WEYOUN: Do you really expect me to believe that everything you've been doing for the last twenty two hours has been perfectly innocent? That it was merely a coincidence that Doctor Giger has been running experiments with highly charged polaric particles directly below my quarters? I suppose there's also an innocent explanation to the secret meetings you've been having with virtually the entire senior staff of Deep Space Nine, or that Kai Winn met with you immediately after leaving me? I suggest that you stop playing games with me and tell me the truth. Quickly.
JAKE: This is all just a misunderstanding. Nothing's going on, and we're certainly not involved in some secret plot against
(A Jem'Hadar enters with Giger and the Andorian chest.)
GIGER: You betrayed me. You turned me over to these soulless minions of orthodoxy. Well, they won't discover the secret of my work without a
(Another Jem'Hadar takes the chest.)
GIGER: Fight.
WEYOUN: So, there are secrets after all. There shouldn't be any secrets between friends, Jake. I do want to be your friend.
(Weyoun opens the chest and takes out the baseball card in it's holder.)
NOG: Do something.
JAKE: All right. We'll tell you the truth.
WEYOUN: I'm listening.
JAKE: We weren't supposed to divulge this, but since you left us no choice. We're working for Starfleet Intelligence.
NOG: Oh, no.
JAKE: Forget about it, Nog. We have to tell him. We've been investigating the man whose picture is in your hand right now. Until yesterday, that man, one Willie Mays, did not exist in any historical documents. Then, in the blink of an eye, that card appeared on the station, and at that same moment a bust of Willie Mays appeared at the Hall of Fame in Cooperstown, New York. There's only one explanation. We suspect that this man is from the future.
WEYOUN: A time traveller?
JAKE: That's right. And so far that card is the only link we have to him. We must to find out what he's planning to do in the past, or what he may have done already. We need that card. The entire future of the galaxy may depend on us tracking down Willie Mays and stopping him.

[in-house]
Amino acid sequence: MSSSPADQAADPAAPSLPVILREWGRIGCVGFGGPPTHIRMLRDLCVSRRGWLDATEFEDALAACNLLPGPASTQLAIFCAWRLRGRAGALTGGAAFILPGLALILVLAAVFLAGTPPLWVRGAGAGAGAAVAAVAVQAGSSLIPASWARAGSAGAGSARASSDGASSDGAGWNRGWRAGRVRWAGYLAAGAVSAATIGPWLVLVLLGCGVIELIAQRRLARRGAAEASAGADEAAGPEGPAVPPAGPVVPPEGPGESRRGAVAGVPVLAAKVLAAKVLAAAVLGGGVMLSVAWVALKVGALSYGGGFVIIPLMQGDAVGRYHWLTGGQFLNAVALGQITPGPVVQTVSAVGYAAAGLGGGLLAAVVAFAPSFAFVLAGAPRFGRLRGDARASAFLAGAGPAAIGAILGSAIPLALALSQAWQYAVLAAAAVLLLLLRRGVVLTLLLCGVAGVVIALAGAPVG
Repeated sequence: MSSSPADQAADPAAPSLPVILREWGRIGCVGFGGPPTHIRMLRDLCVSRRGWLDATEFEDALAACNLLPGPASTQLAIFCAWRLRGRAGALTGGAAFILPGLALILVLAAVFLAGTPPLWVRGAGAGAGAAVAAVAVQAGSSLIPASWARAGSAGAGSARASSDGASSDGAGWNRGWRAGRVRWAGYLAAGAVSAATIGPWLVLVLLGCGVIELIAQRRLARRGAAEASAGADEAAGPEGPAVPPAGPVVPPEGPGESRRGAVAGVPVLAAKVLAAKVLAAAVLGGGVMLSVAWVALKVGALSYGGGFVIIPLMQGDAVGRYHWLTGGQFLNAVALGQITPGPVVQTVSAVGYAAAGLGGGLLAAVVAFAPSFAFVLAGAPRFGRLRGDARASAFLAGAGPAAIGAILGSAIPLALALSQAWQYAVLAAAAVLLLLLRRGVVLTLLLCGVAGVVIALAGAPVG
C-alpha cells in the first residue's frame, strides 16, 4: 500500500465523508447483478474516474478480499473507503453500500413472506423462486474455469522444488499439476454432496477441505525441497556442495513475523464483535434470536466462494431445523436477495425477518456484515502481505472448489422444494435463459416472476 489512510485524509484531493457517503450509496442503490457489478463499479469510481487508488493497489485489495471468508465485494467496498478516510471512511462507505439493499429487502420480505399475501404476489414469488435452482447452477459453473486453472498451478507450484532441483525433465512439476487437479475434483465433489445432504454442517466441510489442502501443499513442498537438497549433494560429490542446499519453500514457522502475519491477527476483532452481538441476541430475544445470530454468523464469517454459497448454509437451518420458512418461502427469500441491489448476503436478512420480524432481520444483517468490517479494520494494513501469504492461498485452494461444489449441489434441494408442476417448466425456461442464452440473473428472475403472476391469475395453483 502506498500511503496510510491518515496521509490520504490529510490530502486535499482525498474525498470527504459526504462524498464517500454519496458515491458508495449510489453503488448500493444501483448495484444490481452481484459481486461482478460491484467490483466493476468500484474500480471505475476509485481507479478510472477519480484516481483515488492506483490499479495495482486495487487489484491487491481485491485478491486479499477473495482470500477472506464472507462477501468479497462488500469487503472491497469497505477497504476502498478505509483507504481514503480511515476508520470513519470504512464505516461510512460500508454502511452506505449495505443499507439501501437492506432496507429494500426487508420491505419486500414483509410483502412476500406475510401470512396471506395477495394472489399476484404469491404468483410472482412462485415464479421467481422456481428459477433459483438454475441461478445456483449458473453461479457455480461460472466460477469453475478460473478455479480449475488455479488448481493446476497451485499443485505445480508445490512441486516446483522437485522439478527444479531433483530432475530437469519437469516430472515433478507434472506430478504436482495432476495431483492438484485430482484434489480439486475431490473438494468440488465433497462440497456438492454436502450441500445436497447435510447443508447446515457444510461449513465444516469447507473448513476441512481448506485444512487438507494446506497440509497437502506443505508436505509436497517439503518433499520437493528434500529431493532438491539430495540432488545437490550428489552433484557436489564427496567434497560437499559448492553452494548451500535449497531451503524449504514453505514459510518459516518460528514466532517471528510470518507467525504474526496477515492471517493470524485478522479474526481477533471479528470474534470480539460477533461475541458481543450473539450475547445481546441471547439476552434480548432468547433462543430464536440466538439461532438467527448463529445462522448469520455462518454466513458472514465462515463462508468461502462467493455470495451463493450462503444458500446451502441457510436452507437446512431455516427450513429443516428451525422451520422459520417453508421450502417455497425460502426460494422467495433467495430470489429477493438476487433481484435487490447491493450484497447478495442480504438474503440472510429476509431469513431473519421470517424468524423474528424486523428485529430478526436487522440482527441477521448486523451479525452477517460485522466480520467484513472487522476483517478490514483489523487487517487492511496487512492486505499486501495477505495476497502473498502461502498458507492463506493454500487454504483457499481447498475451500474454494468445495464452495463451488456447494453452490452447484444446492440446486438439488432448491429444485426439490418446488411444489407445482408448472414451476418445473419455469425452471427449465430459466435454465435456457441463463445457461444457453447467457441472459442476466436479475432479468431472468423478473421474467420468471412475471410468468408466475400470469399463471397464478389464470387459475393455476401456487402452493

WEYOUN: I believe you.
NOG: You do?
WEYOUN: Yes. That is, I believe your first story. That you're two innocent boys trying to give a gift to Captain Sisko.
JAKE: You are very wise.
WEYOUN: Which still leaves the question of what you were doing beneath my quarters.
NOG: He's harmless. He's just working on a way to become immortal.
WEYOUN: Really? I have a background in, shall we say, creative genetics. I'd be most interested in hearing your theories.
GIGER: Well, it may take some time to explain. Let me ask you a simple question. Do you want to die?
NOG: Excuse me? Can we go?
WEYOUN: Of course.
NOG: Thank you.
WEYOUN: Aren't you forgetting something?

Captain's log, stardate 50929.4. Two days ago, this station felt like a tomb. I'd never seen so many of my crew depressed at the same time. But for some reason, it now seems as though a new spirit has swept through the station, as if someone had opened a door and let a gust of fresh air blow through a musty old house. Why this is happening, frankly, is a mystery to me. After all, nothing has really changed. The Dominion is still a threat, the Cardassians are still threatening to take the station, and I can still see the clouds of war gathering on the horizon. So why do I sense a new-found optimism in the air? But maybe I'm over-thinking this. Maybe the real explanation is as simple as something my father taught me a long time ago. Even in the darkest moments, you can always find something that'll make you smile.
(O'Brien has been kayaking.)
(Bashir is placing Kukalaka on a shelf.)
(Leeta is puzzled by the missing bear.)
(Kira gets a great round of applause for her speech.)
(Worf is listening to his opera with a look of bliss on his face.)
(Weyoun is trying out Giger's chamber.)
(Sisko has his baseball card. Nog gets a handshake and Jake a big hug.)